Insights & Expertise
If you have a loved one with autism on your holiday gift list this year, consider these sensory-friendly gift recommendations by Kinney Center for Autism Education and Support staff.
Insights & Expertise
On Oct. 22, Saint Joseph’s Unlimited Learning series featured "Diversity in the Workplace," a webinar exploring diversity, equity and inclusion and what organizations and employees can do to create a welcoming, inclusive workplace.
The conversation featured two Saint Joseph’s experts: Brittany L. Bronson ’17 (M.S.), current doctoral degree student, owner of Rebrand Career Consulting and former assistant managing director for the City of Philadelphia, and Aubrey Wang, Ph.D., professor of educational leadership and director of the organization development and leadership graduate program at Saint Joseph’s University, which now offers a concentration in diversity, inclusion and belonging.
Here are key takeaways from the segment, as well as questions from the audience that our experts addressed.
Why is it important to focus on all three values — diversity, equity and inclusion — not just one, in the workplace?
Brittany Bronson: Each of these components is valuable in the workplace, and each is distinct. When we talk about applying them in practice and policy, they ensure that you’re getting the best from your employees and that you have the best employees who speak to your audience and the culture being created in the organization.
Dr. Aubrey Wang: Research has shown that increasing a sense of inclusion and belonging helps to significantly reduce stress, improve physical health, emotional well-being and performance.
What are some of the identities people have that may be less visible, but still important to consider for creating an inclusive workplace?
Wang: There are many less visible social identities that distinguish people. They include personality, cognitive style, tenure, background and first language. Regardless of being visible or not visible, these identities shape how people perceive themselves and how they perceive others. When organizations value visible and less visible differences they also increase their competitive advantage.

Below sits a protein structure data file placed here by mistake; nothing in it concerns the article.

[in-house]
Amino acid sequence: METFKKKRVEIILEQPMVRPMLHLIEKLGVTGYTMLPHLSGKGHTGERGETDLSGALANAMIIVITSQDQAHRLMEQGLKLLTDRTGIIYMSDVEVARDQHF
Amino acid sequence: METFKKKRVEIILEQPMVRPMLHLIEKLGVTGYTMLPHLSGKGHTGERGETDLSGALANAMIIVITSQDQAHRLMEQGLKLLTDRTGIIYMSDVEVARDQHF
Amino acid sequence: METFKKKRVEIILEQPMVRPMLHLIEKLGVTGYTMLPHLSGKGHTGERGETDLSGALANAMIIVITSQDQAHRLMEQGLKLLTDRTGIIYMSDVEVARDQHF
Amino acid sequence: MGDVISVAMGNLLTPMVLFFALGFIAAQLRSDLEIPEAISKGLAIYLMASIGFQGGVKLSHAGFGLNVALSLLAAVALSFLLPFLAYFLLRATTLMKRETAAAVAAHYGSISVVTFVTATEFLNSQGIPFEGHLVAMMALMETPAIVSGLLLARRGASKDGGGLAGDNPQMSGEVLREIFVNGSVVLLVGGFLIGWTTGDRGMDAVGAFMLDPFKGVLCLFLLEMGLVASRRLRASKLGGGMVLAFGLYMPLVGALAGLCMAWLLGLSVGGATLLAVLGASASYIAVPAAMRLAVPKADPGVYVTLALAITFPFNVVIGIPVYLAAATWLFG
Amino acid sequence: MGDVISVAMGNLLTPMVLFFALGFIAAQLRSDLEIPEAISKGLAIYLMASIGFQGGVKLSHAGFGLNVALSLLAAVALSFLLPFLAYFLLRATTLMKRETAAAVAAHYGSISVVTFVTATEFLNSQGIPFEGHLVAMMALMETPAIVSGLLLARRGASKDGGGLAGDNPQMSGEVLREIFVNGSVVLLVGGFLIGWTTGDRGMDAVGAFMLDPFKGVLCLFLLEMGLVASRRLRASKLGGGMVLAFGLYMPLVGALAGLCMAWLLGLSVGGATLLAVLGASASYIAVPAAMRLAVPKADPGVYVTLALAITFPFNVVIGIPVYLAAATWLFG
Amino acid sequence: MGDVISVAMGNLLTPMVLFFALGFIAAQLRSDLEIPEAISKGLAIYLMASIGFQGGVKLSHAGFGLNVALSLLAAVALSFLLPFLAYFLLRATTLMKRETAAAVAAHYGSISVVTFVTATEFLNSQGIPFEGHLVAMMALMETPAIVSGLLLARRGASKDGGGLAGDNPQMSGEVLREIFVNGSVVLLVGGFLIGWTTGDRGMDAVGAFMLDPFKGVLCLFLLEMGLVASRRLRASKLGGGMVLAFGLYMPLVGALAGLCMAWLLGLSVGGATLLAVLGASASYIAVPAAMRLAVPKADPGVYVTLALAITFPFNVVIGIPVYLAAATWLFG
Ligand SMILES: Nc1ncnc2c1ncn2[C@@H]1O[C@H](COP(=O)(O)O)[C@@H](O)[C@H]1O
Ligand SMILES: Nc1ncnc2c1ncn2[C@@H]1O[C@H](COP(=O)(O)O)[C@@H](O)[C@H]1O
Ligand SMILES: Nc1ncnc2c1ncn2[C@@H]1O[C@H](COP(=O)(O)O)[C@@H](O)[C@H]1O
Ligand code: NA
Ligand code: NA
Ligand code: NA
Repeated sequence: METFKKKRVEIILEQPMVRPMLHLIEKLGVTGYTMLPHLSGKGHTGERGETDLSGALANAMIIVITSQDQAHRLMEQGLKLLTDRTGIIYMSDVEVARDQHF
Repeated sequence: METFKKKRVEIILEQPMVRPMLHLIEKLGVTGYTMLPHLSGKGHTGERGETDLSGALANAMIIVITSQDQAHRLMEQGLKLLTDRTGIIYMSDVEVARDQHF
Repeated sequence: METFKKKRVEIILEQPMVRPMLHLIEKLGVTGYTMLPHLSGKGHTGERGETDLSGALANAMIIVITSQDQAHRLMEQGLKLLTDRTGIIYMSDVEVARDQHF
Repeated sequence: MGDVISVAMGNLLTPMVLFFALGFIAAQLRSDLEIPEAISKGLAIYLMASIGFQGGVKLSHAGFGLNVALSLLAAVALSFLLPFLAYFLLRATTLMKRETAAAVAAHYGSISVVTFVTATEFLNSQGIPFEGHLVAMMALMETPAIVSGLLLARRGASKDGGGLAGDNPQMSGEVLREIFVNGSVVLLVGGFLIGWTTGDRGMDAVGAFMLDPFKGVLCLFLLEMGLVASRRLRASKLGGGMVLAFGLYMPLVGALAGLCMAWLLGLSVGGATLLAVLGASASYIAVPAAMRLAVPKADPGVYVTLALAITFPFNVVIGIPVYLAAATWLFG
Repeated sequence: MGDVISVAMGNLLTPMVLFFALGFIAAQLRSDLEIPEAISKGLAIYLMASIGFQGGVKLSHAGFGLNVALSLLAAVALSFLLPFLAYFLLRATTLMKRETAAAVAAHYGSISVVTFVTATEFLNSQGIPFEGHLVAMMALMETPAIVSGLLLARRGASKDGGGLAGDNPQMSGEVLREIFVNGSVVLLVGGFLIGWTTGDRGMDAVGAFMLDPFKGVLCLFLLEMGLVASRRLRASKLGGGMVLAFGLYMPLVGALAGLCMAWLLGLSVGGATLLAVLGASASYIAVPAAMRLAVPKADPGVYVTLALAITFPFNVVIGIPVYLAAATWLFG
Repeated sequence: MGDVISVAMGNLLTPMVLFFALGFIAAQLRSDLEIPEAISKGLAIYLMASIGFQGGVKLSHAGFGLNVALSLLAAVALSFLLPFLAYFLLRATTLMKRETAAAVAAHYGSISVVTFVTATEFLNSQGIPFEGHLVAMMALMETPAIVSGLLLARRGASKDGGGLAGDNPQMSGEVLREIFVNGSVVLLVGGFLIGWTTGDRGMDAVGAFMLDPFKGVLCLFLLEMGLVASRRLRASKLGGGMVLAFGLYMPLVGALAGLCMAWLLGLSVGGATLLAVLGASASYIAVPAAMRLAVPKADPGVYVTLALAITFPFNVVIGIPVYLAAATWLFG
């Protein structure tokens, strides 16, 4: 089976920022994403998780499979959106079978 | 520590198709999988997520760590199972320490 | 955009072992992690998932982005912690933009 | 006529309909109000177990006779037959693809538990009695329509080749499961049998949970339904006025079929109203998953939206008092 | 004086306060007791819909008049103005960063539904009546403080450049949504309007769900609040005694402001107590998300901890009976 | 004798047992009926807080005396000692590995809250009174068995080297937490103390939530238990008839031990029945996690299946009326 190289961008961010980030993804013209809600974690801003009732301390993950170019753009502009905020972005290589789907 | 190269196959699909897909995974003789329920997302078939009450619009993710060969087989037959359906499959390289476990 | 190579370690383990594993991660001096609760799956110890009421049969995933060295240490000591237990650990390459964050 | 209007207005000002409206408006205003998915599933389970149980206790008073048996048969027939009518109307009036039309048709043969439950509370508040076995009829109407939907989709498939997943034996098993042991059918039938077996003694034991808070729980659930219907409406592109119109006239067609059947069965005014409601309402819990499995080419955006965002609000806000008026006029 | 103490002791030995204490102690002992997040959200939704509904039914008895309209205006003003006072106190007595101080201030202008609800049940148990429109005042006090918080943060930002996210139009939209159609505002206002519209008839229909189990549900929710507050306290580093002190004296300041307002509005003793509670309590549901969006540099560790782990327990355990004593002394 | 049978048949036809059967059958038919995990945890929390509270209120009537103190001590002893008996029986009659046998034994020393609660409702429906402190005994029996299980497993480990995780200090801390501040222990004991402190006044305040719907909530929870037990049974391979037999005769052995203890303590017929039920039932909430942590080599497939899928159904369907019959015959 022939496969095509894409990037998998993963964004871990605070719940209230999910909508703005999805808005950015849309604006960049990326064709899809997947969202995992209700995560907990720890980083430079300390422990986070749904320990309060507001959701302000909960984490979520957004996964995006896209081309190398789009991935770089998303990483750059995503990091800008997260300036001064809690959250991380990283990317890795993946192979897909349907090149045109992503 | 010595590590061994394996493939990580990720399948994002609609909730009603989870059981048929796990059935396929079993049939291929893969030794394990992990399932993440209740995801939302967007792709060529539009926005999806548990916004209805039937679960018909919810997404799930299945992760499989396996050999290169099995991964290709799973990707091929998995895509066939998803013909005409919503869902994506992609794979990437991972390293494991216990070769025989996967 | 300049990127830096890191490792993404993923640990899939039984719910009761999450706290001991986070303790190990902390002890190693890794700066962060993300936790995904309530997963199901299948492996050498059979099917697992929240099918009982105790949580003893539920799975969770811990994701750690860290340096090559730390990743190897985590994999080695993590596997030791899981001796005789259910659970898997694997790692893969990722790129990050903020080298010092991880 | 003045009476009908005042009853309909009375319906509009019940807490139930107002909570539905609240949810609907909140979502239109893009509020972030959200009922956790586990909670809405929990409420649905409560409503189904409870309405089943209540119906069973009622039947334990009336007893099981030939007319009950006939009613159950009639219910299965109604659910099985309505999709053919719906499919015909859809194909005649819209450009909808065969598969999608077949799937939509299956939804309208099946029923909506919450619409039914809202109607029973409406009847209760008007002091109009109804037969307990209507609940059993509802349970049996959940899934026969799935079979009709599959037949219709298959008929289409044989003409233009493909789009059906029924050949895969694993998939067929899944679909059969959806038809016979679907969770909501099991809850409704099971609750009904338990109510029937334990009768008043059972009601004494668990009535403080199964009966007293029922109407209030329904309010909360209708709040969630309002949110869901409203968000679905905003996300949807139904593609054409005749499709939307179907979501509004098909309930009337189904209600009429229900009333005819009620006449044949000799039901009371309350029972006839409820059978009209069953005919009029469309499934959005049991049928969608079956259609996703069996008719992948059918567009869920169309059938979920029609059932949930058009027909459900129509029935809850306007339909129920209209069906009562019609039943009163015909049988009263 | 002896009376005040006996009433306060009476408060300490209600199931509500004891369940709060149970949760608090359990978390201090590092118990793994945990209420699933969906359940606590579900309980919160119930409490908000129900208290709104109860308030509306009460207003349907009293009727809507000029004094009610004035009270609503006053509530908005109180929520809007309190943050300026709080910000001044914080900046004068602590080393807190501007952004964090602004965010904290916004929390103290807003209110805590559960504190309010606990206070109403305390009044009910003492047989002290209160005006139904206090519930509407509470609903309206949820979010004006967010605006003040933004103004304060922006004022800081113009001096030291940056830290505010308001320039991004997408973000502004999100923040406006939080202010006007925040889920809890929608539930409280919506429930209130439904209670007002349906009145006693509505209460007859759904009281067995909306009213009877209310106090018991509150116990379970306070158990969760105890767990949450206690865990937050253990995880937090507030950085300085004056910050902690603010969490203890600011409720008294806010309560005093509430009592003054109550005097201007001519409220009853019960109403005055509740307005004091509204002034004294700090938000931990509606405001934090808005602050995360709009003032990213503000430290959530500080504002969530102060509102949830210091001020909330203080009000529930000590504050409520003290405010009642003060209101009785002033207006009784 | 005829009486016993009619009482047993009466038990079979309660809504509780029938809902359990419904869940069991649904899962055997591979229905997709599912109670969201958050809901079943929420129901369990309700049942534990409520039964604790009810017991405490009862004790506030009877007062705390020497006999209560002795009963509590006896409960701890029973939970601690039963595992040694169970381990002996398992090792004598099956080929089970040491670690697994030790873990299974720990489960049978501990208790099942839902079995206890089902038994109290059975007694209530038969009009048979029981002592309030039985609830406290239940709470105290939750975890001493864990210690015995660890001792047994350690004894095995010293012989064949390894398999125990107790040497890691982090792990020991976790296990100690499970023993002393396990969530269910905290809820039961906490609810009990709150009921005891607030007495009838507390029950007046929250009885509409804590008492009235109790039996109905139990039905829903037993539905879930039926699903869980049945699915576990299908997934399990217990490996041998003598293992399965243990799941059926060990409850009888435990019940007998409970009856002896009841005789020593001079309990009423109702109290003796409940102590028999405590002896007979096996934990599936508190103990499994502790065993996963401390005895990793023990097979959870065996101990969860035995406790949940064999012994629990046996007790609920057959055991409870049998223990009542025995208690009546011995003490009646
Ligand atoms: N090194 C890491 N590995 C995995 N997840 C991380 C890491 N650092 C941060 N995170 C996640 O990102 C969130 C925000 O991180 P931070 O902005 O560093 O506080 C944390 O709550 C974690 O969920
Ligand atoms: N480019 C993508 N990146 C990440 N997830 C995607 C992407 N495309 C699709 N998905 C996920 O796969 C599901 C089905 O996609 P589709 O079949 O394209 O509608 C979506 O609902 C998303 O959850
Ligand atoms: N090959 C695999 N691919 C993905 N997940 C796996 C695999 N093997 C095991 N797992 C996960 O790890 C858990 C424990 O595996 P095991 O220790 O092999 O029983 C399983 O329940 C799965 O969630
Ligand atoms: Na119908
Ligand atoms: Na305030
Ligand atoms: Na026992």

Bronson: One area I really pushed this year in my office was understanding ableism. For people in wheelchairs, for example, we want to be sure to accommodate cubicles, doors and other compliance metrics. But what about when we talk about anxiety, depression and trauma? Whether it’s the trauma of poverty or witnessing Black men murdered on camera. No matter what those traumatic experiences are, they shape the experiences of Black and brown women, mothers, fathers, for example. We need to take this into consideration, too.
How can organizations or employers create safe spaces for employees?
Wang: When someone is new, make introductions to create a sense of belonging. In meetings, solicit input and ask opinions; then follow up with questions so they feel that they were heard. When someone speaks, let them finish their thoughts and do not speak over them. Pay attention and be present in conversations to show respect. Sharing stories is one of the most important ways of creating a sense of connection among people who are different.
Bronson: Also, set norms across the office that are proactively inclusive. So, in my office, we set a norm that everyone uses their pronouns in their signature. Another area we’ve been practicing is simply using the word "partner" instead of "husband" or "wife." We want to be sure we’re using language that is inclusive across demographics, not just reserved for a specialized group of individuals.
How do we create an inclusive culture within a virtual or remote community?
Wang: In the corporate setting, there are quite a few things people can do. With Zoom calls, for example, instead of the hand-raising function, an alternative would be to use "yes or no" or anonymous polling so people don’t feel the need to follow the typical leaders within the group. It’s important to understand that every piece of technology used for meetings could be used in a way that could show coercion or in a way that allows people to express what they feel.
Bronson: In my doctoral program [Doctorate of Educational Leadership] courses, we have "coffee chats." We’re paired up with a classmate that we didn’t know and talk with them for twenty minutes every week on a selected topic and then reflect on that. The chats are intentionally inclusive by making sure everyone has a level playing field to bring something to the conversation. The conversations really force you to show up without any of the socio-economic standards that often create exclusion across groups.
Learn more about the Organization Development and Leadership M.S. degree program at Saint Joseph’s University, including the program’s concentration in diversity, equity and belonging.